32,000 arrested in Turkey coup probe
Turkey said Wednesday that courts have placed 32,000 suspects under arrest on charges of links to a group run by the US-based preacher blamed for the July coup bid, as the country braces for the most extensive trials in its history, AFP reports.
Justice Minister Bekir Bozdag told NTV television that 70,000 people had been investigated after the attempted putsch on July 15 and of them 32,000 remanded in custody.
"This process is continuing," he said. The numbers of those arrested marks an increase of more than 10,000 from those previously given by the government.
Bozdag said that there could be new arrests, while some of those currently arrested could still be freed under judicial control or freed entirely.
Some two-and-a-half months after the coup attempt aimed at ousting President Recep Tayyip Erdogan led to a crackdown unprecedented in Turkey's modern history, there is still no indication as to when trials might start.
The trials of tens of thousands of people will be the biggest legal process in Turkey's history and are set to put the system under unprecedented pressure.
- Cramped jails -
Turkey has already granted some 38,000 convicts early release in an apparent bid to create more space in cramped jails for the coup suspects.
"It is not entirely clear how the trials will be carried out," Bozdag acknowledged.
He said trials would take place in cities across the country and not in one single venue.
Bozdag said there was no need to create a special trial venue in Istanbul as capacity was sufficient. But he said one was needed in Ankara and work is taking place for a trial venue at Sincan outside the capital.
"People are not going to be put on trial in just one place but trials will take place in all of Turkey," he said.
The purge after the coup has touched every sector in Turkey with those arrested ranging from top former generals to journalists to sweet pastry magnates.
Youth and Sports Ministry Akif Cagatay Kilic told the Anadolu news agency Wednesday that 322 people had been suspended from his ministry on suspicion of being affiliated to US-based preacher Fethullah Gulen, accused of orchestrating the attempted overthrow.
On Tuesday, 87 staff were dismissed from the powerful National Intelligence Organisation (MIT), in the first purge so far from the powerful spy agency.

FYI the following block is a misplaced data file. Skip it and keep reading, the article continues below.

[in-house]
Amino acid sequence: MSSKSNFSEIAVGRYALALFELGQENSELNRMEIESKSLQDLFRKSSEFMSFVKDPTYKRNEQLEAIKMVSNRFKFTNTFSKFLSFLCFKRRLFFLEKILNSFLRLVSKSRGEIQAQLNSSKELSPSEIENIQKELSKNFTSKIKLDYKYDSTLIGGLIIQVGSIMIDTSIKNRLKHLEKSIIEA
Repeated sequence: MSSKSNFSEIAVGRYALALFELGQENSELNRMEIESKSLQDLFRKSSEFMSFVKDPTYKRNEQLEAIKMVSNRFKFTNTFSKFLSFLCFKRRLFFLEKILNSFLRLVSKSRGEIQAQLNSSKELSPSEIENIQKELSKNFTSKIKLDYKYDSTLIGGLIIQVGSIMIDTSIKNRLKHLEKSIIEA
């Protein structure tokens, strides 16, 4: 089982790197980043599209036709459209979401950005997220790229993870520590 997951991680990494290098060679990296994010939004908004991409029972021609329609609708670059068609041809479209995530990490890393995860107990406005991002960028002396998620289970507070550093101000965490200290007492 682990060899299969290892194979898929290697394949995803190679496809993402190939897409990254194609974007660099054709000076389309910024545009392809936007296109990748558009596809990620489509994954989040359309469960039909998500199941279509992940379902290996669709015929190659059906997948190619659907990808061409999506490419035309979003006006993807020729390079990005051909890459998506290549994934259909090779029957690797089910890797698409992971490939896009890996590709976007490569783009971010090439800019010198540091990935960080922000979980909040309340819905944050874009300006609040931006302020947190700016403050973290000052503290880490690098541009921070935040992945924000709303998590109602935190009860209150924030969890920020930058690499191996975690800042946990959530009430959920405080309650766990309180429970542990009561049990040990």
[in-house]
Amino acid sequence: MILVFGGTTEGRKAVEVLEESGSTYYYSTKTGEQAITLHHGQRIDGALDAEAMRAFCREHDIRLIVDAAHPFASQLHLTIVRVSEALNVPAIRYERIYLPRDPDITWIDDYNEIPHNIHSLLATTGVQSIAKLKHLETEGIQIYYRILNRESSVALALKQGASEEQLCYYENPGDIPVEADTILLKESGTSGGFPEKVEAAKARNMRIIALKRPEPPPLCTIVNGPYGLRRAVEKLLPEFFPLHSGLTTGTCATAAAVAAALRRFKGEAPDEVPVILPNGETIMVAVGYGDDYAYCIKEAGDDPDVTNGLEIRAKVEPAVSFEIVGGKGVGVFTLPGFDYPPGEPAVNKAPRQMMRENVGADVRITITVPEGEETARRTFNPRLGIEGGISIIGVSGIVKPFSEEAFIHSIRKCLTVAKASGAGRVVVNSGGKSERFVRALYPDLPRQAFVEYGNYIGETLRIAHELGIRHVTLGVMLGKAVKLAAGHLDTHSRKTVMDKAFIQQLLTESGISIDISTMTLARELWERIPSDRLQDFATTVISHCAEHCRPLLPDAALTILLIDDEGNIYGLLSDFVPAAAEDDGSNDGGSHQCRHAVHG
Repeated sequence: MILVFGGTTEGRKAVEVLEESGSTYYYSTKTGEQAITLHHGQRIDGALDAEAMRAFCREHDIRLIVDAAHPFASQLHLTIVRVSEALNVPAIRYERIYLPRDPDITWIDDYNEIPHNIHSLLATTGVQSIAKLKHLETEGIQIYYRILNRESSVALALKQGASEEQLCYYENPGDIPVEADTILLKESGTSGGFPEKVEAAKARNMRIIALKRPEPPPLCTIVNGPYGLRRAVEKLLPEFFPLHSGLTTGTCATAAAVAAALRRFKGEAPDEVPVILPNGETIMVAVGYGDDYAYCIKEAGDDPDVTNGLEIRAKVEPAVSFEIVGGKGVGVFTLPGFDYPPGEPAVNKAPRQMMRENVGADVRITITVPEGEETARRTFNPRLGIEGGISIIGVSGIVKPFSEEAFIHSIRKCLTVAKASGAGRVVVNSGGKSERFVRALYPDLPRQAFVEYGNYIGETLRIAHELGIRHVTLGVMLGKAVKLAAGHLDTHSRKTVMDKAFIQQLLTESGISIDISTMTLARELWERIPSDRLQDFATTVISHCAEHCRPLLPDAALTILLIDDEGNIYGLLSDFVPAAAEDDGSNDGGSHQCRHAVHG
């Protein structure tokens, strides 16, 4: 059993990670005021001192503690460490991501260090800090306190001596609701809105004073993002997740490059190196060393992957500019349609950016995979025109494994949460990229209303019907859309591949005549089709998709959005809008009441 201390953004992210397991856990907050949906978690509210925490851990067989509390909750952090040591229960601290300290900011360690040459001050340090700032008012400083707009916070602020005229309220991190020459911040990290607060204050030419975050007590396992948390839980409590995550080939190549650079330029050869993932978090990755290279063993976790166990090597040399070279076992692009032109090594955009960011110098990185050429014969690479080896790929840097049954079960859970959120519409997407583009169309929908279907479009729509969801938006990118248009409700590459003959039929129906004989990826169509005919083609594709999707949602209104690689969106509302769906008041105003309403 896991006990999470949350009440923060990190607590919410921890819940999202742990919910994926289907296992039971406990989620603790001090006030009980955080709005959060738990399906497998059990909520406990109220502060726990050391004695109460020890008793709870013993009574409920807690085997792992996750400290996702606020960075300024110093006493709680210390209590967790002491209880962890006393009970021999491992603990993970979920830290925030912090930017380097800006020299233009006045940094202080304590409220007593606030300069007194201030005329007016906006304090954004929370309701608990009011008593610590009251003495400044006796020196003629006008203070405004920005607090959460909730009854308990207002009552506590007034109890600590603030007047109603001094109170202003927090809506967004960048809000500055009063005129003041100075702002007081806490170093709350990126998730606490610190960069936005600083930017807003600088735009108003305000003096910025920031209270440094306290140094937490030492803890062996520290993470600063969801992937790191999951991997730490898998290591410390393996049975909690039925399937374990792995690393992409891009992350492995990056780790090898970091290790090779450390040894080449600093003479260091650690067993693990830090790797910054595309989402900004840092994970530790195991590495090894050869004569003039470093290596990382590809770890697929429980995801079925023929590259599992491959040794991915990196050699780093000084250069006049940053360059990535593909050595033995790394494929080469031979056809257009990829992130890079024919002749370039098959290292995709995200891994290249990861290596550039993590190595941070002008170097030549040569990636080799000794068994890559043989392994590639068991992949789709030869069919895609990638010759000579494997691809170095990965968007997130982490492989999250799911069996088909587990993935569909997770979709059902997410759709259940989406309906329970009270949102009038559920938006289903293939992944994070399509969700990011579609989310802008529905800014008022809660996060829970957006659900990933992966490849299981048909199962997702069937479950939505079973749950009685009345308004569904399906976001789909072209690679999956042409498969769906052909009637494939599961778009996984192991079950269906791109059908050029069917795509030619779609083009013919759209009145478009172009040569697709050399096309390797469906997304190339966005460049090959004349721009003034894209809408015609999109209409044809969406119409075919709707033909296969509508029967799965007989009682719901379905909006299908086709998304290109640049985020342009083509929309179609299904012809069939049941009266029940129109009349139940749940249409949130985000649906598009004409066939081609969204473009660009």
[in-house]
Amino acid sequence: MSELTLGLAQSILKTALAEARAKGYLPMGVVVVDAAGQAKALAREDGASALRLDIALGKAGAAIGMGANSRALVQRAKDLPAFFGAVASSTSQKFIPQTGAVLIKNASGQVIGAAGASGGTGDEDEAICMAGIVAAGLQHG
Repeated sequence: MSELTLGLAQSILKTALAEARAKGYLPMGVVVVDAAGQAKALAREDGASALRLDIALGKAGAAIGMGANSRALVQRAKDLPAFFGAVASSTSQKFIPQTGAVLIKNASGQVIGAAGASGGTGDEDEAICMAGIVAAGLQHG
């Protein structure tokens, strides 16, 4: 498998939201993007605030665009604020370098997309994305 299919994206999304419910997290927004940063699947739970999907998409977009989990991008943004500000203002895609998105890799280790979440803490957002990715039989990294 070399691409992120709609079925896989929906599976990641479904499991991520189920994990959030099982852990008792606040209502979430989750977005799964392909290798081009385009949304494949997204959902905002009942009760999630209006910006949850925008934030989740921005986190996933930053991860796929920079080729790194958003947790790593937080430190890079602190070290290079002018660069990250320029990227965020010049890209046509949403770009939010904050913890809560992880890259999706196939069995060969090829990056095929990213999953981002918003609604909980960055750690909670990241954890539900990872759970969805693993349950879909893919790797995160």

Turkey's Western allies have expressed concern over the magnitude of the crackdown which is being imposed within a three-month state of emergency announced after the coup.
Ankara has insisted that the rule of law is being observed and has said there will be right of appeal for anyone unfairly caught in the sweep.
- 'Resist persecution' -
The coup prompted an unprecedented wave of solidarity in Turkey, which had seen governments directly ousted on three occasions by the military since 1960.
But amid signs that the solidarity is beginning to crumble, the leader of the opposition Republican People's Party (CHP) on Wednesday made his most severe criticism yet of the crackdown.
Kemal Kilicdaroglu said the CHP was against the state of emergency which he said had affected one million "victims" across the country.
He claimed teachers had lost their jobs simply for being union members, soldiers jailed as they followed orders on the night of the coup and cited the case of a police officer detained for sending money through a Gulen-linked bank.
"We must defend justice... I will resist this persecution. I will be on the side of the oppressed," Kilicdaroglu said in a televised speech from the city of Tokat.
Gulen, who has lived in self-imposed exile in the United States since 1999, has denied that he was linked to the coup in any way.
Bozdag said Turkey has asked Washington to place Gulen under arrest as the US authorities consider Ankara's extradition request and an answer was expected in the next one or two days.
By Stuart WILLIAMS